This lack of experiential memory, paradoxically, is one reason among many why it is so crucial that initiatives like that of University of Notre Dame senior Emily Weisbecker's play Loyal Daughters are widely seen and discussed. The play, whose theme is sexuality and sexual assault as told by Notre Dame students, gave voice to actual student victims of sexual violence on and off campus. They included a woman raped in a library toilet by a member of the university's famous college football team, another woman raped by two men one after the other, and the attempted rape of one man by another. Their stories were at times graphic, and always real.
Loyal Daughters was performed this week at Notre Dame amidst some controversy, as the President of Notre Dame, Father Jenkins, withdrew his complete support for the play on the grounds that it 'at times takes a "neutral stance" toward consensual sex outside of marriage.' However according to student newspaper the Observor, Weisbecker said 'the goal of the play was not to explain Catholic teaching to audiences or preach right from wrong but rather to give "a glimpse of what's really going on [so they can] make [their] own decisions."'
In his inaugural address as President, Father Jenkins said "We will strive to build a community generous to those in need and responsive to the demands of justice – strengthened by grace and guided by the command to love God and neighbor. . . . Catholic social teaching insists that we embrace the whole human family, especially those in greatest need."
Women and men who have been sexually violated as students, faculty and workers are among those in greatest need of help on our campus. While I fully respect that one Father Jenkin's many responsibilities is to represent the teachings of the Catholic Church authentically, wisely and insightfully, I cannot help but wonder if his withdrawal of full support for the play undermined his support for ending sexual violence at Notre Dame. Would it have been possible for the women and men to tell their stories of sexual violence through the play without representing the reality of the environment in which these acts take place? Had this environment been stripped out of the play, would the audience have been able to relate their own everyday norms and attitudes on topics such as sex and alcohol to the dreadful acts the play reported? It is not enough to know that sexual violence occurs within the Notre Dame community. The play was responsible not only because of what it reported but also because it implicated attitudes many students hold, including those who would not dream of actually committing sexual violence.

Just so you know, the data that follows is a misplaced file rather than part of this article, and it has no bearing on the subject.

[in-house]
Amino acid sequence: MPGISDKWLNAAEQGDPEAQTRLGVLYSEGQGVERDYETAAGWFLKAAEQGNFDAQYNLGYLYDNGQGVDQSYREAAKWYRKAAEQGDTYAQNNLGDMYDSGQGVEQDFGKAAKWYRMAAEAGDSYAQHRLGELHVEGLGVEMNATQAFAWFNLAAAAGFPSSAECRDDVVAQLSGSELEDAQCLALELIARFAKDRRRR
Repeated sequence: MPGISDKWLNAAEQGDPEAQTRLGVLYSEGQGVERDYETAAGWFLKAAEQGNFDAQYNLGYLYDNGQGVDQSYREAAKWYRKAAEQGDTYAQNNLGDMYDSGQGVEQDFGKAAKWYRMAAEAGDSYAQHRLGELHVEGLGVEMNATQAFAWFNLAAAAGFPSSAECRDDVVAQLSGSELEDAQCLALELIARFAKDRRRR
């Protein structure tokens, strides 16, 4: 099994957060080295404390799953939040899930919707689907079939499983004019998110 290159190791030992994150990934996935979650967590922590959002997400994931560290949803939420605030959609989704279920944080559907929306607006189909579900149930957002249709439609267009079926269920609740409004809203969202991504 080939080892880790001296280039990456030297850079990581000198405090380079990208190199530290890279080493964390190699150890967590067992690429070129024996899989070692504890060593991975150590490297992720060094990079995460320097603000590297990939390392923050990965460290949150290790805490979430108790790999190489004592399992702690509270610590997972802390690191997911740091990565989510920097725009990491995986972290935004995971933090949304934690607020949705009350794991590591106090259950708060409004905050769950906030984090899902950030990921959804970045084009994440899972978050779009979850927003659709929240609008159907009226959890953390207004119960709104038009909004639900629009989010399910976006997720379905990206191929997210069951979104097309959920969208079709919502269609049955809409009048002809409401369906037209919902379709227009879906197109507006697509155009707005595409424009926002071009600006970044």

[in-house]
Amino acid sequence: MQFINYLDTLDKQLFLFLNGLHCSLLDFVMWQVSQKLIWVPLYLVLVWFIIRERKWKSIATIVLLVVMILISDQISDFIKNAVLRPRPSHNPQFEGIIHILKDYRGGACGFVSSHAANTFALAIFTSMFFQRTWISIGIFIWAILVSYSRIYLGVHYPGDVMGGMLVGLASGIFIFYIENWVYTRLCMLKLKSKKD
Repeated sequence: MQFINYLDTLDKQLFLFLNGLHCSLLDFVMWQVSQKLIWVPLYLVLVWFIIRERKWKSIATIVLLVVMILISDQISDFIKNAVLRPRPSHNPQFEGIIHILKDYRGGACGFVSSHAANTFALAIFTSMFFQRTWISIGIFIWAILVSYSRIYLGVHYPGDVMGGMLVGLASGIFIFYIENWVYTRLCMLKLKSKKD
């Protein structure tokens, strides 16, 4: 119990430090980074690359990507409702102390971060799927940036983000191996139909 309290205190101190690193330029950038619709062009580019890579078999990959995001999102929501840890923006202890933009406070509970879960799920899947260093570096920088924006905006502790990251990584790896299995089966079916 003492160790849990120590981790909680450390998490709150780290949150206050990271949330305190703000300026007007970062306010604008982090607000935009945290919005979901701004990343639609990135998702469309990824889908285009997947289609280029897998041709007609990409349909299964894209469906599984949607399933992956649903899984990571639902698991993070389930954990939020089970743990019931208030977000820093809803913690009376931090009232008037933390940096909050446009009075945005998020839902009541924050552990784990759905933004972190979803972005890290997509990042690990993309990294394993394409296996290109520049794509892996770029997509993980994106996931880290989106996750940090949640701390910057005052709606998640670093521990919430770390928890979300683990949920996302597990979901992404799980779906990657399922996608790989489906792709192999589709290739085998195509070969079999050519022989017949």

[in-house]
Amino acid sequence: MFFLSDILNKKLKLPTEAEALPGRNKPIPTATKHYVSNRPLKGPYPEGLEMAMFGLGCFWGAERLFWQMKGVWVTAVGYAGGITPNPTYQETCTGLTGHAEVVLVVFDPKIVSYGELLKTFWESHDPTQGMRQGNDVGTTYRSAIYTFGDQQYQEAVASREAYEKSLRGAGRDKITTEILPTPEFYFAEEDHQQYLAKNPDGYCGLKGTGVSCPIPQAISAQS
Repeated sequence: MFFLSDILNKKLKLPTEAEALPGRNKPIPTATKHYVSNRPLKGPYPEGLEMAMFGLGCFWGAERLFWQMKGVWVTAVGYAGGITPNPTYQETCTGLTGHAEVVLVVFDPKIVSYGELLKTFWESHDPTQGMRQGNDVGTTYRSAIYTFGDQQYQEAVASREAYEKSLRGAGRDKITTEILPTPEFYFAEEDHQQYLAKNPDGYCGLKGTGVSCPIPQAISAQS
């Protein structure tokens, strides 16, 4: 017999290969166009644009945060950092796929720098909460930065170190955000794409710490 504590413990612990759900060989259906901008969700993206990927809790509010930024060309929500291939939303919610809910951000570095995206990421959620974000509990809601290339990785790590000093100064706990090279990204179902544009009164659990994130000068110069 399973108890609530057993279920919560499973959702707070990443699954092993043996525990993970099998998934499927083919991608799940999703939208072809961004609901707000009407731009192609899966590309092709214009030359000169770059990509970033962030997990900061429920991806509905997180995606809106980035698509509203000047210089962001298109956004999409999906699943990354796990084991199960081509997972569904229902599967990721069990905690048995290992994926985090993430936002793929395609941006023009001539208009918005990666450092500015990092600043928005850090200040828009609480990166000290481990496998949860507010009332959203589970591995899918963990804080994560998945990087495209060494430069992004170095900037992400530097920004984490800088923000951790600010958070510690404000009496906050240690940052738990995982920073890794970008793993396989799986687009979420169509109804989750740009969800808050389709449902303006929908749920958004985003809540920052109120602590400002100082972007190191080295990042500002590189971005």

As Father Jenkins himself said in his inaugural address, the "first principle" of a Catholic University is that "Knowledge is good in itself and should be pursued for its own sake." The second principle: "There is a deep harmony between faith and reason." Genuine social change requires not only faith in God, it requires faith in people: in their ability to think critically, examining their values and behaviours so that they can change them. With his deep knowledege of and respect for human nature, Father Jenkins knows this as well as anyone. By withdrawing his full support, whether he wanted to or not he weakened our community's ability to discuss openly our problems and make responsible changes in our lives. He weakened our ability to carry on the kind of conversations "in the dormitories, the dining halls, on the quads, and on long walks around the lakes" that he welcomes. We did not need to be preached to in the play. We needed to see ourselves and know more than ever that we need to make the promise of positive social change a reality.